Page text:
Media opening in Haiti included a combination of the work of critical discourse by native journalists positioned abroad, and a mix of strategies to achieve critical discourse by journalists based in the country. These tactics ranged from using the new media at the time to create new spaces for discourse, producing reportage that could be tolerated by the regime, but that served the larger goal of civic education, and by challenging the status quo by introducing discourse about similar injustices and forms of oppression elsewhere. In covering external movements, and by interviewing and featuring external activists, Haitian journalists at the time used a form of diversion that skirted censorship and indirectly hinted to the lack of freedoms at home (Wagner, 2017). The journalistic tactic here was that in covering foreign fights for freedoms, Haitians in turn became engaged in their own lack of rights and oppression at home.
This approach to media opening in Haiti during a dictatorship provides a lens with which to categorize how journalists in Cuba, who wish to continue to work at home, in traditional or independent media, pursue “truth-telling” under confines to freedom of the press. The Haitian example therefore bears a closer resemblance to approaches to media opening in Cuba that this study aims to explore with a specific study of young Cuban journalists.
Firstly, there is external, critical journalism, and the dominance of a new, less hegemonic media platform. In the Haitian case, there was the growth of expat/exile media and the local rise of radio. In the Cuban case, these are Cuban blogs that while read in Cuba, carry a larger production, distribution and consumption base outside of the country (Rodriguez, 2018). Yet in Cuba, digital technology allows for the dissemination of new media content, and the use of social media platforms. Secondly, state censorship is enforced, and in-turn, media organizations in the country actively self-censor. This was the case for Haiti, particularly for print and state-owned media, as it is the case for state-run media and some independent media in Cuba. Thirdly, Haitian journalism even amidst forms of censorship still actively covered social and political issues that were critical of the status quo, but did so in ways that spotlighted resistance, without always directly having to openly challenge regimes. As Santamaría’s examination of Granma shows, challenges to the status quo also appears in traditional media in Cuba (2017, pp. 186-187). These similarities can be reflected in how journalists, still in Cuba, engage in digital spaces, but continue to work in traditional spaces to practice journalism within confines of the existing political climate.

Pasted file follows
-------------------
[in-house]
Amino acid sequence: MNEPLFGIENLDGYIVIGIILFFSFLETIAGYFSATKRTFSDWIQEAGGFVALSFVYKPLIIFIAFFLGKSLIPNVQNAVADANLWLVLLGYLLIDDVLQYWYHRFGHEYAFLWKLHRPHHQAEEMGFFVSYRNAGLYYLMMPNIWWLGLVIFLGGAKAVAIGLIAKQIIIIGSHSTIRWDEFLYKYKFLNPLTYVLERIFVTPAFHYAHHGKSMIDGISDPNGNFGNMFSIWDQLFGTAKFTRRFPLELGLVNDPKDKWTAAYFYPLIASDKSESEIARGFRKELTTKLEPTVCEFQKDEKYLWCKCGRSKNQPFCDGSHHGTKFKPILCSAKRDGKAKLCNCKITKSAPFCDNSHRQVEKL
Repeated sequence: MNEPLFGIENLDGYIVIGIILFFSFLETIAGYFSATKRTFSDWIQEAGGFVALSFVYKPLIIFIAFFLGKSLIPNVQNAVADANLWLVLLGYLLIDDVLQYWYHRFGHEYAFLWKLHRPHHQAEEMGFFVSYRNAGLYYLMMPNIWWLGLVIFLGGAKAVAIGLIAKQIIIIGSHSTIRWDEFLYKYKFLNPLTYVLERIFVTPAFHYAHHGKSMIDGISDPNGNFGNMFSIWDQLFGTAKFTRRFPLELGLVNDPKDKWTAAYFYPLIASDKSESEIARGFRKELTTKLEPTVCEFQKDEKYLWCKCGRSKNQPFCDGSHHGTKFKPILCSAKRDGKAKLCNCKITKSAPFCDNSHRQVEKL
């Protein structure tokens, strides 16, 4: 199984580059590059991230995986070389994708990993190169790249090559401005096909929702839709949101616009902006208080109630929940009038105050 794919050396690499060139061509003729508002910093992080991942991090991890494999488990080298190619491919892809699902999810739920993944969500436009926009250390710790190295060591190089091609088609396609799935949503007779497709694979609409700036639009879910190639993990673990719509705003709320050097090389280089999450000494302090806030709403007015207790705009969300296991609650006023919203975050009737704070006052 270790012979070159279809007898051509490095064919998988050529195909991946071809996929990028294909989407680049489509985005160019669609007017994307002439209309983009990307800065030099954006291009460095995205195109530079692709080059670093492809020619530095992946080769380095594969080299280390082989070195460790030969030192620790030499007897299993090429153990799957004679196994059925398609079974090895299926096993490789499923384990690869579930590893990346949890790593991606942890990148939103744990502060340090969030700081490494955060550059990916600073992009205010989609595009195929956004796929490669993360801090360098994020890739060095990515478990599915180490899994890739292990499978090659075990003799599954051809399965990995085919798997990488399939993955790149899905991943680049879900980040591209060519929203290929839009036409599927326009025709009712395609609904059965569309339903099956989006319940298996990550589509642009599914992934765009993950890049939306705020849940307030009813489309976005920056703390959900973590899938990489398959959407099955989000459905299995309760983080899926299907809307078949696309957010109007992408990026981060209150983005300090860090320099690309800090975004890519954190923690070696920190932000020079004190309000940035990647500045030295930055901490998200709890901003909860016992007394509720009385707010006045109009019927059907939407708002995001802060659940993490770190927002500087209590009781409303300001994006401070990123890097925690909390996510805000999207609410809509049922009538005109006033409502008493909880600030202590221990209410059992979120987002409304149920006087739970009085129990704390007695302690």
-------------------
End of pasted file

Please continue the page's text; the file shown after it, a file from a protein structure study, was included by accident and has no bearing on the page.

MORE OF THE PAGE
This study argues that this tactic employed by younger Cuban journalists mirrors the measured liberalization within the political and economic realm, but more so in the economic realm in Cuba today. It does not completely do away with state controls of sectors, in this case, state control of media and freedom of speech. However, new platforms allow the media to move the needle and to test the state threshold for acceptable internal debates, as outside influences inevitably change the nature of Cuban socialism. As the Cuban media professionals in this study outlined, these debates are not to call for the end of socialism, or for drastic changes to any positive, sustainable impacts of socialism that make Cuba unique, but to debate how the country can maintain some of the old (successes of the Revolution), by integrating the new (Cuban development in a twenty-first century global world) for the benefit of all Cubans.
“It is the first time in my lifetime we will not have any of the heroes of the Revolution as president,” one female Cuban journalist, 26, shared during a field interview in 2017. A new generation of Cuban-trained media professionals are using new media to have external and internal dialogues about this new Cuba. The work of more prominent Cuban bloggers such as Yoaní Sánchez and Elaine Diaz Rodiguez have paved the way for early use of digital media platforms for freedom of expression in Cuba (Loustau, 2011; Miranda, 2016). However, it was met with state retribution for this group (Firchow, 2013). This mixed-method study included interviews with young Cuban journalists and a content analysis of a sample of the digital content they produce.